Patagonia is a true bucket list experience. Utterly unique in landscape, native wildlife, and culture, Patagonia offers the opportunity to hike glaciers, observe unusual animals, and bask in the untouched beauty of its pristine national parks. Here are 5 reasons why you should add Patagonia on your bucket list.

1. Stunning Glaciers

Patagonia’s Los Glaciares National Park is aptly named, as there are 356 glaciers in the park, of which many are accessible for hiking. Los Glaciares is a UNESCO World Heritage site, where the glaciers are still moving and flowing today, emptying into massive glacial lakes. The most famous glacier in Patagonia is Perito Moreno. Easily accessible for hikers and sightseers, this is the most popular place to go glacier hiking in Patagonia. Make sure not to miss the Grey Glacier in Torres del Paine National Park as well, or trek out to remote glaciers like the Marconi Glacier and South Patagonia

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The Perito Moreno Glacier

2. Unique Wildlife

When you think of Patagonia wildlife, think of penguins. Patagonia is one of the best places to see penguins—the region is home to Humboldt, Gentoo, Southern Rockhopper, Magellanic, and King penguins. The Magellanic penguins are endemic to Patagonia, and their breeding grounds are the islands off of Argentina and Chile in Patagonia.

To see penguins, go to the Santa Marta and Magdalena islands, where you can also spot colonies of sea lions and pink flamingos. Traveling inland you will meet more of Patagonia’s wildlife, including pumas, grey foxes, guanacos, and wild horses.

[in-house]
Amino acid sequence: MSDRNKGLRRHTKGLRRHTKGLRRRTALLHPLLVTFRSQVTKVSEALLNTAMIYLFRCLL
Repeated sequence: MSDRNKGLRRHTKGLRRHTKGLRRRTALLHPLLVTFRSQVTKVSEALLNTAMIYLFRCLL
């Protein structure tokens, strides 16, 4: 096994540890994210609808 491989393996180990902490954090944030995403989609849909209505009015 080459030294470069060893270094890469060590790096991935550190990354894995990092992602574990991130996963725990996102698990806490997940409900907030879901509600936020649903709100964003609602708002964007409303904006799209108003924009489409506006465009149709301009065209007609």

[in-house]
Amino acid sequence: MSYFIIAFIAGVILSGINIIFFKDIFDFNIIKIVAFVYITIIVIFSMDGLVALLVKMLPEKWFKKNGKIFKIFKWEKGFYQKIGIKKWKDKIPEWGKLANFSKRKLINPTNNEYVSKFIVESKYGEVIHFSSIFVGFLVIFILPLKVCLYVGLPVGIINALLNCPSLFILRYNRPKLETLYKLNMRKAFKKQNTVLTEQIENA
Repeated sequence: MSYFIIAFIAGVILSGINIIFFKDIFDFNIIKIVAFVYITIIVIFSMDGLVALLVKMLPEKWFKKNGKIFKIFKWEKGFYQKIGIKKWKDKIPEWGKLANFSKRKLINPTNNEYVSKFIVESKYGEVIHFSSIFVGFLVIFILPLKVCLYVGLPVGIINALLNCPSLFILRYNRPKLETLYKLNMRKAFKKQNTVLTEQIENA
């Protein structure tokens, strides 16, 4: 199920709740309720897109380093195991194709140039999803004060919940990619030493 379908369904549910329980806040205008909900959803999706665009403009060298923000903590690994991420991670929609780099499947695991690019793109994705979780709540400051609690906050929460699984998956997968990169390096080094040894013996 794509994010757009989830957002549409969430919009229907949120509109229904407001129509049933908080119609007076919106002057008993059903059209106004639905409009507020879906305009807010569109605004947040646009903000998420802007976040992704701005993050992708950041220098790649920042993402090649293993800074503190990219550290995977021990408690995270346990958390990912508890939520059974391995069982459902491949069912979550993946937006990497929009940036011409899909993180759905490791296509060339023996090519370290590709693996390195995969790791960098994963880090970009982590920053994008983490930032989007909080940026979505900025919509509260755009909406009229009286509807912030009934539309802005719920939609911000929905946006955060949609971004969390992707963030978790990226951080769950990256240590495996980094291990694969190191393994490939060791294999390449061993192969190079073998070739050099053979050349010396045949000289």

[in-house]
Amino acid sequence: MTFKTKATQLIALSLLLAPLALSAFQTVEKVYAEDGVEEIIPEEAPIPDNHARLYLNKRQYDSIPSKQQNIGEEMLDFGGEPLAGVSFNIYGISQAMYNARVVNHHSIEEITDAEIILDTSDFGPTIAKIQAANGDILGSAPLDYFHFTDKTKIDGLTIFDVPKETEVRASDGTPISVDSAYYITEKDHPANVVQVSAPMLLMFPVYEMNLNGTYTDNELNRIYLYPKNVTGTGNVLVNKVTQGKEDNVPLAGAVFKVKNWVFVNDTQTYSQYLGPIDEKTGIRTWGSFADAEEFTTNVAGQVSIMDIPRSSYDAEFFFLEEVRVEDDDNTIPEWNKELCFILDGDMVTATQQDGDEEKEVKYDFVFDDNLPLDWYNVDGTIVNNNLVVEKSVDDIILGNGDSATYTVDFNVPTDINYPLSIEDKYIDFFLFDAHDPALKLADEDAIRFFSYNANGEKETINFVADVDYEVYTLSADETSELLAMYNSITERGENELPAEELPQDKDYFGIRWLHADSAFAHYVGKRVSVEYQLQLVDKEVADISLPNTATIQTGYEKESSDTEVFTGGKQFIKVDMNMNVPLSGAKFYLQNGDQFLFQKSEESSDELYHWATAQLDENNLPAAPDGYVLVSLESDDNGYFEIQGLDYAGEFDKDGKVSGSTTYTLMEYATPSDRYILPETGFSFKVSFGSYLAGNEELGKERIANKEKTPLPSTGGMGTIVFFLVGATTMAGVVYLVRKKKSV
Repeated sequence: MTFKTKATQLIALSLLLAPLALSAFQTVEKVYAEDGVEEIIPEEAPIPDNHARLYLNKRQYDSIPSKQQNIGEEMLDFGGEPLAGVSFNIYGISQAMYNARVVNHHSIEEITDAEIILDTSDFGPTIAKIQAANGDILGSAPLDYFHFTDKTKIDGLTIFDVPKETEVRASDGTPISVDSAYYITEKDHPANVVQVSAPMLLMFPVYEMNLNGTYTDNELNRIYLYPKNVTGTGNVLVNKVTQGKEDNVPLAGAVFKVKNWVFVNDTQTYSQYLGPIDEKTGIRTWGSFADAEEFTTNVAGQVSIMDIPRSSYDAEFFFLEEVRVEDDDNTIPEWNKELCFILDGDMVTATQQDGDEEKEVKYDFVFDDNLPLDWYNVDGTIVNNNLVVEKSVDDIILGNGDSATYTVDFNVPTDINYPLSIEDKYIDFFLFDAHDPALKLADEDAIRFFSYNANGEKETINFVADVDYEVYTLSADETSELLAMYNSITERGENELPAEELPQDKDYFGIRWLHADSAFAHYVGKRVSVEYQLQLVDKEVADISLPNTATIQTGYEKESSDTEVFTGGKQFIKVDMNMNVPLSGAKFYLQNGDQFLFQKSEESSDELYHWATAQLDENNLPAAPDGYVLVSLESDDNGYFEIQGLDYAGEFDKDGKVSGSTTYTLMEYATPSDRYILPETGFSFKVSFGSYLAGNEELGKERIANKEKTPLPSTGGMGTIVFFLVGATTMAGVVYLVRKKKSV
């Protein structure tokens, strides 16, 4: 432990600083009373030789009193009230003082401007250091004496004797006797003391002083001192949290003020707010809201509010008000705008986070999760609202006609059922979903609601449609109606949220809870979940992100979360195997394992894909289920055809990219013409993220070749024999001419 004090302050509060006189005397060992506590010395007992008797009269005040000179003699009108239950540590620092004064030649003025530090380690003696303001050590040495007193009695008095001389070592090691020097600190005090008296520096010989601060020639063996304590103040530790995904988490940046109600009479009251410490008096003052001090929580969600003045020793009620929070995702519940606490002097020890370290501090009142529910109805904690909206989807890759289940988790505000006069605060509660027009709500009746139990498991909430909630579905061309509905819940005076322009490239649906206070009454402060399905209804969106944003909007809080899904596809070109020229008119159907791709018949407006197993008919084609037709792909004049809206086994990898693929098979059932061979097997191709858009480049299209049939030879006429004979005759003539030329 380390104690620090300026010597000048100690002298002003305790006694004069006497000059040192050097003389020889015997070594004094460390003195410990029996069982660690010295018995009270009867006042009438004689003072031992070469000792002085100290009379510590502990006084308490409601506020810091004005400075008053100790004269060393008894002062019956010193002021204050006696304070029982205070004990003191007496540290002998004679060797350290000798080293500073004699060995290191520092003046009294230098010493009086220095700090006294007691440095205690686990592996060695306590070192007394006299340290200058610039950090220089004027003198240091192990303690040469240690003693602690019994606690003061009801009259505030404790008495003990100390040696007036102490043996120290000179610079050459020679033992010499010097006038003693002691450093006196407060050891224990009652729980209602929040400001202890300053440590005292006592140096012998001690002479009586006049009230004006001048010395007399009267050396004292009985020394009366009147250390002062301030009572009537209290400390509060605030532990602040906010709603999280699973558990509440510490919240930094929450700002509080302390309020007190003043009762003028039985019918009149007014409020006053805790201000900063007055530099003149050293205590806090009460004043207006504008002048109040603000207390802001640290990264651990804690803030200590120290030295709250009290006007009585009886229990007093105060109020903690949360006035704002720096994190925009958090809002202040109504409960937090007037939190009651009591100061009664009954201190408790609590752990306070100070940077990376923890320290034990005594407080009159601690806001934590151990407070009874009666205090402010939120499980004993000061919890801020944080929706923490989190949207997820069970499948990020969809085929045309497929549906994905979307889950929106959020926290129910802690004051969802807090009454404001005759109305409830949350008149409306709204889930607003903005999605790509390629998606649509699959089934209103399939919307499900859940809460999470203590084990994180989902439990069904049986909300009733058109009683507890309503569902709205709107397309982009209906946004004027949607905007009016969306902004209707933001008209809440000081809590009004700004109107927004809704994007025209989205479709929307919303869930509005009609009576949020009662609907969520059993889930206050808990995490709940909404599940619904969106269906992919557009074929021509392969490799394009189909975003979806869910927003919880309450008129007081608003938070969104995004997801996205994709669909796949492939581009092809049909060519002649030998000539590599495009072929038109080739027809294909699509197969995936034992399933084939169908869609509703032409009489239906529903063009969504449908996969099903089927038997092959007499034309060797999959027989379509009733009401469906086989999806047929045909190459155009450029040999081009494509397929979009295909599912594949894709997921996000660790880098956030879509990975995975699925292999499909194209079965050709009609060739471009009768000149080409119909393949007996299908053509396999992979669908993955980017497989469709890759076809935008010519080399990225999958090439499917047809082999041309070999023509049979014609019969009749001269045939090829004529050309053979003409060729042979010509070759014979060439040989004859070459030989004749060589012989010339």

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Magellanic Penguins

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SOUTH AMERICAN GRAY FOX (Lycalopex Griseus)

3. Breathtaking Scenery

If you think Patagonia is just about the glaciers, you will be missing an abundance of natural wonders unique to the area. With ice-capped mountains, grey-blue glacial lakes, rugged fjords, and dramatic icebergs, Patagonia is pristine in its rugged natural beauty, and the diversity of landscape is unmatched almost anywhere else in the world.

The most popular hike in Patagonia is to Monte Fitz Roy, known locally as Chalten, or smoking mountain, because of a unique cloud formation that makes it look like a smoking volcano. For a break from hiking, take a horseback ride with a local gaucho to the basalt canyons and burial grounds of Tehuelche natives. There is also world-class fly fishing in glacial streams and even hot springs at Termas Puyuhuapi, perfect for relaxing after long days of exploring.

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Monte Fitz Roy

4. Unmatched Star Gazing

Because Patagonia is so remote, the night sky over the national parks is one of the most amazing views you will see. Star trekking is now just as popular as glacier trekking, where you travel to one of the professional or public observatories in the area and spend the night under the stars. Find an observatory or a hotel in towns like Pisco Elqui, Vicuna, or Ovalle, and stay up all night star gazing.

5. The End Of The World

Patagonia’s Tierra del Fuego is the southernmost part of South America and is often referred to as the End of the World. From there, the Southern Ocean stretches out before you reach the ice caps of Antarctica. The town of Ushuaia perches at the end of the world and is home to fascinating history and culture.

Charter a boat through the Beagle Channel to see the Light House at the End of the World, which guided ships around the dangerous Cape Horn. While you’re out, keep an eye out for whales, which migrate to their breeding grounds in the cold southern waters from December through March.

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Ushuaia, The Town at The End of the World

Discover Patagonia

Book your next adventure to Patagonia with EXP Journeys and have the experience of a lifetime. Our team will work with you to create a custom itinerary and then manage all bookings and experiences A private guide will make sure every last detail is in place and that the entire trip runs smoothly. Contact us today to plan your trip to Patagonia.